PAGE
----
Nike’s secret brand weapon: supply chain transformation | WARC | The Feed
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Nike’s secret brand weapon: supply chain transformation
As other brands struggle to navigate product availability issues, Nike is pushing forward as investments in its supply chain resiliency and digital ecosystem start to pay off for the brand.
Why it matters
The challenge of the pandemic, including the temporary closure of factories in Vietnam, forced Nike to accelerate its digital transformation plans. The brand’s direct-to-consumer model is increasingly central to the company’s strategy as it builds out an omnichannel retail ecosystem. Smart supply chain management is a crucial part of its brand growth.
The operating model as competitive advantage
Nike’s direct-to-consumer business is worth around US$10 billion a year. D2C is now responsible for 24% of the company’s revenue, more than double the pre-pandemic level.
Like many brands during the pandemic, Nike found itself trying to accommodate booming demand at a time when global supply chains were creaking at the seams. While Nike wasn’t entirely insulated from these issues, the company’s investments in its own supply chains – especially in inventory management – have allowed the brand to weather the storm and drive growth despite challenging conditions.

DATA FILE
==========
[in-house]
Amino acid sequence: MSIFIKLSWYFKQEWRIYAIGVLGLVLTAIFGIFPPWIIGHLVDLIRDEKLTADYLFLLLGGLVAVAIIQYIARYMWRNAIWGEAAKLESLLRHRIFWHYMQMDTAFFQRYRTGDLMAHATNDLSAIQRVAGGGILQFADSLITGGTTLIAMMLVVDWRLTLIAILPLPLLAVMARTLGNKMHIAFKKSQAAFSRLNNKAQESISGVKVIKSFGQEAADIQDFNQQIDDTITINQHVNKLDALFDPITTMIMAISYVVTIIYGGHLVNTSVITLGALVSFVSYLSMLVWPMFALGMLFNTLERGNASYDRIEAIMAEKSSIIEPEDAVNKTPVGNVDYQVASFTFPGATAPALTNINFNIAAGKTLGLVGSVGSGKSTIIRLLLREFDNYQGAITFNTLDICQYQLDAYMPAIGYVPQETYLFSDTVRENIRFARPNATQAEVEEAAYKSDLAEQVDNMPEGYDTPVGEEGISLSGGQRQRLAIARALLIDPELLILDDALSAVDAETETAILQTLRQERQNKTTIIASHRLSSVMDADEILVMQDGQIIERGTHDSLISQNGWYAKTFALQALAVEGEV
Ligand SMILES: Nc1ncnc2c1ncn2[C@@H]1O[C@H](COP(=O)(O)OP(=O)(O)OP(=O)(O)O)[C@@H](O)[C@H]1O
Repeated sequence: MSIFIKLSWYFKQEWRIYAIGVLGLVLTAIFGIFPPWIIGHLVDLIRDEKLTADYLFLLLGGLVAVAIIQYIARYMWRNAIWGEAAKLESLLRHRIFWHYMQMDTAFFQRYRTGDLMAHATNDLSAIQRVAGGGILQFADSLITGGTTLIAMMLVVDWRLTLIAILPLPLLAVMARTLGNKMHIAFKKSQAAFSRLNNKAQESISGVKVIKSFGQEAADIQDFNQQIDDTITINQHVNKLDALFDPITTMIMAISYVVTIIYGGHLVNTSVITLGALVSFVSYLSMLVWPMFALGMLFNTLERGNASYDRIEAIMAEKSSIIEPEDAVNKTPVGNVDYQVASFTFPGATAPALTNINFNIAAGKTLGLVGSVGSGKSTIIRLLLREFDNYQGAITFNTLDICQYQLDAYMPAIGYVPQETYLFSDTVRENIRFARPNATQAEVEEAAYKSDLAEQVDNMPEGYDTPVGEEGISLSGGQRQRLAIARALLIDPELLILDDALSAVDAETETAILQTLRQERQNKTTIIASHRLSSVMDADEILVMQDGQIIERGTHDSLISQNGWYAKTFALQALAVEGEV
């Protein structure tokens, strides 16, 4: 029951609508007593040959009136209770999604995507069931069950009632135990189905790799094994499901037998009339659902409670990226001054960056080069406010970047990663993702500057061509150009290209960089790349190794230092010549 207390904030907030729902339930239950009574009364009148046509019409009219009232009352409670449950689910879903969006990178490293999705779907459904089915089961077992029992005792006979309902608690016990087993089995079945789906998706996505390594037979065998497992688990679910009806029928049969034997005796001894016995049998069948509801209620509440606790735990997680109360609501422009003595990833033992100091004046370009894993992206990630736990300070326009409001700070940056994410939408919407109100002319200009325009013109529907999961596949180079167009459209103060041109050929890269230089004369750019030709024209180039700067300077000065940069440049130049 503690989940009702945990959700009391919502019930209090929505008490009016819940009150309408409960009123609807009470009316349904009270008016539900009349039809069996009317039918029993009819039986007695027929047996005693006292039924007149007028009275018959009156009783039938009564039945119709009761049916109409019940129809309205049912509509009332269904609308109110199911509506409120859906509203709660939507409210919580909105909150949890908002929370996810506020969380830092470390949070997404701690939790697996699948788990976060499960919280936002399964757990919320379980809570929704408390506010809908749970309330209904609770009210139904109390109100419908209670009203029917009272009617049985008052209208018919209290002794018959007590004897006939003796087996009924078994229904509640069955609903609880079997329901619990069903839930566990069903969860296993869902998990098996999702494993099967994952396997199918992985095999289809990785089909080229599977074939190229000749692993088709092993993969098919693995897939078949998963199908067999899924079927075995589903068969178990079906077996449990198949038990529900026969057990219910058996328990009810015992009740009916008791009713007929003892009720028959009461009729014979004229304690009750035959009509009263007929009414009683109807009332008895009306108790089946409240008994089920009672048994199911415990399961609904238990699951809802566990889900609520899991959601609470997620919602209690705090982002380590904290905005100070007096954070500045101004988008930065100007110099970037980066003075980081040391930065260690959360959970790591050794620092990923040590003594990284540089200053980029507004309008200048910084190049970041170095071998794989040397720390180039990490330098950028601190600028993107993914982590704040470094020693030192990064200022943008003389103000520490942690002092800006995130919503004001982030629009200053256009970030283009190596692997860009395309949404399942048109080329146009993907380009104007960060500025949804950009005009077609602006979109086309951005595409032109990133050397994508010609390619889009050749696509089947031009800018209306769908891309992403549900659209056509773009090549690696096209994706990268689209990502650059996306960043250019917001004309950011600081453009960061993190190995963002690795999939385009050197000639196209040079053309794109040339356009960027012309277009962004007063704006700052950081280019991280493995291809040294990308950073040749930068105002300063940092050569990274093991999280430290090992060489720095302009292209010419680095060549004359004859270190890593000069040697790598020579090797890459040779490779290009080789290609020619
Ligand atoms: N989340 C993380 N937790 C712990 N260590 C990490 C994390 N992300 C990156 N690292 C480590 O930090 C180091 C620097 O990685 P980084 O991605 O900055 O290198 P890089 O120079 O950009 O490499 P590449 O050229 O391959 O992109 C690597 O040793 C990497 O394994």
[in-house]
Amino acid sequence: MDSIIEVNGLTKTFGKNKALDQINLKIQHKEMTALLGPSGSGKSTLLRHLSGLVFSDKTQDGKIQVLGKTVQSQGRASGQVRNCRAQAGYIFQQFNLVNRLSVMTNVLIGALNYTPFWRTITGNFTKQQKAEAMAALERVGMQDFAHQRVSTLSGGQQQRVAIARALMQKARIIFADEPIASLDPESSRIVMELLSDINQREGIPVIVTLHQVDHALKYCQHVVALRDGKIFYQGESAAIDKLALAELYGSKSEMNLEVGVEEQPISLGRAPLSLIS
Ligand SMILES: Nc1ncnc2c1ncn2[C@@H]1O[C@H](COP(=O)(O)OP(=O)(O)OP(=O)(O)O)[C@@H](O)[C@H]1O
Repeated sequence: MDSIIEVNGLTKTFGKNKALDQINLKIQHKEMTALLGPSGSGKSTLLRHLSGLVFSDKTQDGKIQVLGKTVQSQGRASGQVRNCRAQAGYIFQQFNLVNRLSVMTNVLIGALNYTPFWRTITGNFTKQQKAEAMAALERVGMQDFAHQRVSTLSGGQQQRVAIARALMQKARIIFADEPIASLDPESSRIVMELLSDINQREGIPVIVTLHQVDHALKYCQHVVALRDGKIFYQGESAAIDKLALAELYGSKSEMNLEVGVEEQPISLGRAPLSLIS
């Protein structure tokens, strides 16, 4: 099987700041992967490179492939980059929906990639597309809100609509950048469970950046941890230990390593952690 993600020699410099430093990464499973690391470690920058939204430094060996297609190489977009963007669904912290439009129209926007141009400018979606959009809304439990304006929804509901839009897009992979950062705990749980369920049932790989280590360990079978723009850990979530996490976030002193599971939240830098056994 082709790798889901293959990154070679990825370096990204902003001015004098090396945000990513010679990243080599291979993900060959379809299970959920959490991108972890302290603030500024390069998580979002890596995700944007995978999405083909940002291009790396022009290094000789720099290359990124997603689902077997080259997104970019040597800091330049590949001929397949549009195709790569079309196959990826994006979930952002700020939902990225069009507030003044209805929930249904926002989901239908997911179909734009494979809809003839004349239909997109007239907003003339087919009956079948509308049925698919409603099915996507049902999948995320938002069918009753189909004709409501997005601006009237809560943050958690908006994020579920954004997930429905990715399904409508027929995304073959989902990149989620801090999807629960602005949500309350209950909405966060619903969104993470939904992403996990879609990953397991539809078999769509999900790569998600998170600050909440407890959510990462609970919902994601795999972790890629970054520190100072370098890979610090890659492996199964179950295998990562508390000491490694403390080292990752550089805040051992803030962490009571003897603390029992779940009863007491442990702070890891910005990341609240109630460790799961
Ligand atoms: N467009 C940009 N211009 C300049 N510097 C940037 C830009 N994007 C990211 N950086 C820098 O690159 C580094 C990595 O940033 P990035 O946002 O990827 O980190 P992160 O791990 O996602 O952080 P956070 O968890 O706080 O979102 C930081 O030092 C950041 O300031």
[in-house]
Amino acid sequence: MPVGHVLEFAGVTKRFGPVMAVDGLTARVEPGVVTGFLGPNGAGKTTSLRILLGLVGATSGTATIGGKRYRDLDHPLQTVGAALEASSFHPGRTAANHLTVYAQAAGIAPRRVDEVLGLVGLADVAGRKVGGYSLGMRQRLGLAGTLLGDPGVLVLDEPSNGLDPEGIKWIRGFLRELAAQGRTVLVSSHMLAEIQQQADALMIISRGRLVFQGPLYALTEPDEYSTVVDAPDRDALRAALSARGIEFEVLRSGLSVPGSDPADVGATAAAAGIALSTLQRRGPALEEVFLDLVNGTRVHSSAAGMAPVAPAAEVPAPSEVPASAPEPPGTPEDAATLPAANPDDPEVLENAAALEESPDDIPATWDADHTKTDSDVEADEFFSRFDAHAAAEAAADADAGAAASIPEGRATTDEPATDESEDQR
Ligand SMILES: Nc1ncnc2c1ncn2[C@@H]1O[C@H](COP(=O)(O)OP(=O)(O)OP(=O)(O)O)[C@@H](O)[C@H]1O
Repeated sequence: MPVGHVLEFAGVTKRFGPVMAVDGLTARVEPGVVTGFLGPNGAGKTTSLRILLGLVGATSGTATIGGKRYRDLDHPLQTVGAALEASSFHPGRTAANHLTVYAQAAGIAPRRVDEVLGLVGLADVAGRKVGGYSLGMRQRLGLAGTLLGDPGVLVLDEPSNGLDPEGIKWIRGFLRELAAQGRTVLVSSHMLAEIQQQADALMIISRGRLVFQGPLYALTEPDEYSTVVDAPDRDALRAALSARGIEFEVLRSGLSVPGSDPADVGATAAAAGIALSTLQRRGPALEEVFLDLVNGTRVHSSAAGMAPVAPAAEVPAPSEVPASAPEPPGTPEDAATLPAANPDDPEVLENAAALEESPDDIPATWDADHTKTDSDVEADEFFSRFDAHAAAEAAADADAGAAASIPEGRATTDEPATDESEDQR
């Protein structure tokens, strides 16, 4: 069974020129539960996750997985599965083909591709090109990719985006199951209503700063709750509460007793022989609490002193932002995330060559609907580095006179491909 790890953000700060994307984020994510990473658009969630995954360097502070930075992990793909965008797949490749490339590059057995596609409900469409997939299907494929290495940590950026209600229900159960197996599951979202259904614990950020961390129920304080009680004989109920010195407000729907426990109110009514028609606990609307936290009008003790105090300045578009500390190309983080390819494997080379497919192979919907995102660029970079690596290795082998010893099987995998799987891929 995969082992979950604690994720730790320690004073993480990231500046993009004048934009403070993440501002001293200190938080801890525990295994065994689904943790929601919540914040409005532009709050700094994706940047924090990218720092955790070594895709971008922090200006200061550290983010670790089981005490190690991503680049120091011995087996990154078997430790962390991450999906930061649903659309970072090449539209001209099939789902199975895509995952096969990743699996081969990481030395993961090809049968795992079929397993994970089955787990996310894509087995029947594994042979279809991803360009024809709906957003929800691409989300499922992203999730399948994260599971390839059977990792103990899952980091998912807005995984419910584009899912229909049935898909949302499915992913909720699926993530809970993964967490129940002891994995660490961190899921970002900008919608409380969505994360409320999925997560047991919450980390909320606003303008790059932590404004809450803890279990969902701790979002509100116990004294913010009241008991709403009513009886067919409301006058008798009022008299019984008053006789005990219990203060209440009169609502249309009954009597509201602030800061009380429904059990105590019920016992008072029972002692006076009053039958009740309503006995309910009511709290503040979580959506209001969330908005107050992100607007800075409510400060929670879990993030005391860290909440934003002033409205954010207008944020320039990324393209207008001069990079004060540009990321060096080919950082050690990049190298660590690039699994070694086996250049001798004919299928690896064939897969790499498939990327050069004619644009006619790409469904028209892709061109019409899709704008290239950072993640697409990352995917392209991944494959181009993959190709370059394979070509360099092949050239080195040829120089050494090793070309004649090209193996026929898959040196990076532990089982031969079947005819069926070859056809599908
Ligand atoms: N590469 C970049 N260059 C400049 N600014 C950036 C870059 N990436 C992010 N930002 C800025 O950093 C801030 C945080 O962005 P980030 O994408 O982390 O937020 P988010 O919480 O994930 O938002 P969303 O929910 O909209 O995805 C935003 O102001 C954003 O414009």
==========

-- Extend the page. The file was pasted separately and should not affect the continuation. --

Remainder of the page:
“As we accelerate our consumer-led digital transformation, we are developing and refining new capabilities that are transforming our operating model, quickly becoming a competitive advantage for Nike,” said Matt Friend, Nike’s Chief Financial Officer, during its 2022 Q1 earnings call.
“This will give us real-time visibility to inventory across our network, plus dynamic transactional capabilities to optimize consumer demand and inventory productivity,” Friend said in a Q2 earnings call in June.
Nike’s ‘Consumer Direct Acceleration’ plan
- Create e-commerce platforms such as websites, apps, and Nike-owned stores to sell directly to customers.
- Use data from direct-to-consumer platforms to inform supply-chain and logistics decisions, based on real-time analysis and demand tracking.
- Develop more precise inventory management including the use of RFIDs in hundreds of millions of Nike products
- Install 1000 robots to hasten deliveries from distribution centers
- Use machine learning and artificial intelligence tools to predict consumer trends and buying behaviors
Source: CFO Brew, CIPS, Supply Chain, Nike
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